Seventy key stakeholders in the African book publishing industry, representing eleven Francophone, ten Anglophone, one Lusophone country, as well as twelve representatives of development partners, held a high-level technical meeting to: (i) present the GBA’s mission, vision, objectives, strategies; (ii) strengthen local coordination of major stakeholders (writers, publishers, booksellers, and reading specialists); and (iii) improve local coordination and policy dialogue between governments and book professionals in implementing book provision.

Calibrating Copyright for Creators and Consumers: Promoting Distributive Justice and Ubuntu

This chapter considers how a reimagined copyright law might be more appropriate for children’s literature, which is so sorely lacking in disadvantaged communities around the world. It does so by envisaging a copyright law that furthers the public interest by applying principles of distributive justice, with reference to the African concept of ‘Ubuntu’.

Open Educational Resources in the Commonwealth 2016

This study was conducted as part of the OER for Skills Development project of Commonwealth of Learning (COL), supported by The William and Flora Hewlett Foundation. The objective of the study was to collect baseline data from Commonwealth institutions with respect to the development, use and reuse of OER; the availability of support; and challenges faced in fostering the use of OER. Six research questions were formed, after reviewing previous studies, to analyse the status of OER in the Commonwealth, based on four recommendations from the 2012 UNESCO Paris OER Declaration.

Current State of Advancement of Open Educational Resources in Kenya

The purpose of this study is to explore the status of the creation, use and/or management of open education resources (OER) in Kenya. OER, which to a large extent depend on access to Information Communication Technology (ICT), are seen by proponents as offerring certain opportunities to improve access to and quality of education.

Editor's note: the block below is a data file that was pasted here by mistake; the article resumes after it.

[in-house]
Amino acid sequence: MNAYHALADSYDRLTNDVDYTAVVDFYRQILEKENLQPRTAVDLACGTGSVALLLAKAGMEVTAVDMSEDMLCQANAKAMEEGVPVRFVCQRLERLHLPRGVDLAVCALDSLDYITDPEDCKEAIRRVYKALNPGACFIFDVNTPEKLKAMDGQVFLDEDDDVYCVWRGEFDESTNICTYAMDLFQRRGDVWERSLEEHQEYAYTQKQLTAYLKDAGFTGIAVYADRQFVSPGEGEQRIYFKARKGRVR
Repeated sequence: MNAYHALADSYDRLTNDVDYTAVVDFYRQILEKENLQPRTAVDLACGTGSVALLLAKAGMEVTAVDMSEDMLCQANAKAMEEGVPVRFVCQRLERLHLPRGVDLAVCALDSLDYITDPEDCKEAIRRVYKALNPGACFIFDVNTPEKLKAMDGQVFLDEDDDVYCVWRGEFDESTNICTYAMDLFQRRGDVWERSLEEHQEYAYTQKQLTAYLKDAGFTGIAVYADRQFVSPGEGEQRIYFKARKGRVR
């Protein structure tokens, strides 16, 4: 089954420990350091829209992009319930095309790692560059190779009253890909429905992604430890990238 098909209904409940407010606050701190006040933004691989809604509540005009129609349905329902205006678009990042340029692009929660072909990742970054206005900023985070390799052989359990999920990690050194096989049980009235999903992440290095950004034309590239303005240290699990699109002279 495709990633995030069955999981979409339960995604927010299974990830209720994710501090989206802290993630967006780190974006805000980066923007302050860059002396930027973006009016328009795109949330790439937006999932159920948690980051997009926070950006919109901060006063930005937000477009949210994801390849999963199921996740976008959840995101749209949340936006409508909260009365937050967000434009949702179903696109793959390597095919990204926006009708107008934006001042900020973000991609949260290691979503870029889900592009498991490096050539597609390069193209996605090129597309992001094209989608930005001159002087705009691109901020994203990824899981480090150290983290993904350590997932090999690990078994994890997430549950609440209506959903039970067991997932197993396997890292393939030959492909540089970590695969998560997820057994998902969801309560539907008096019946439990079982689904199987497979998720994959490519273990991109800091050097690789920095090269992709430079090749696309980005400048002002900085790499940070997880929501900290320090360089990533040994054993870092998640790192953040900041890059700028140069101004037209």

Open Educational Resources: Policy, Costs and Transformation

Open Educational Resources (OER) offer a powerful means of expanding the reach and the effectiveness of education worldwide. For this reason, COL and UNESCO co-organised the World OER Congress in 2012 in Paris, which resulted in the OER Paris Declaration: a statement urging governments around the world to release, as OER, all teaching, learning and research materials developed with public funds. This book, drawing on 15 case studies contributed by 29 OER researchers and policy-makers from 15 countries across six continents, examines the implementation of the pivotal declaration through the thematic lenses of policy, costs and transformation. The case studies provide a detailed picture of OER policies and initiatives as they are unfolding in different country contexts and adopting a range of approaches, from bottom-up to top-down. The book illuminates the impacts of OER on the costs of producing, distributing and providing access to learning materials, and shows the way that OER can transform the teaching and learning methodology mindset. Recommendations on key actions to be taken by policy-makers, practitioners, OER developers and users are also outlined, particularly within the context of Education 2030. Clearly, progress is being made, although more work must be done if the international community is to realize the full potential of OER.

Open Educational Resources and Higher Education

This paper examines the concept of OER in more detail, offering a simple, clear definition, explaining the economic and educational potential behind that definition, introducing examples of OER practices around the world, exploring legal considerations, and highlighting some of the challenges to releasing the transformative potential of OER.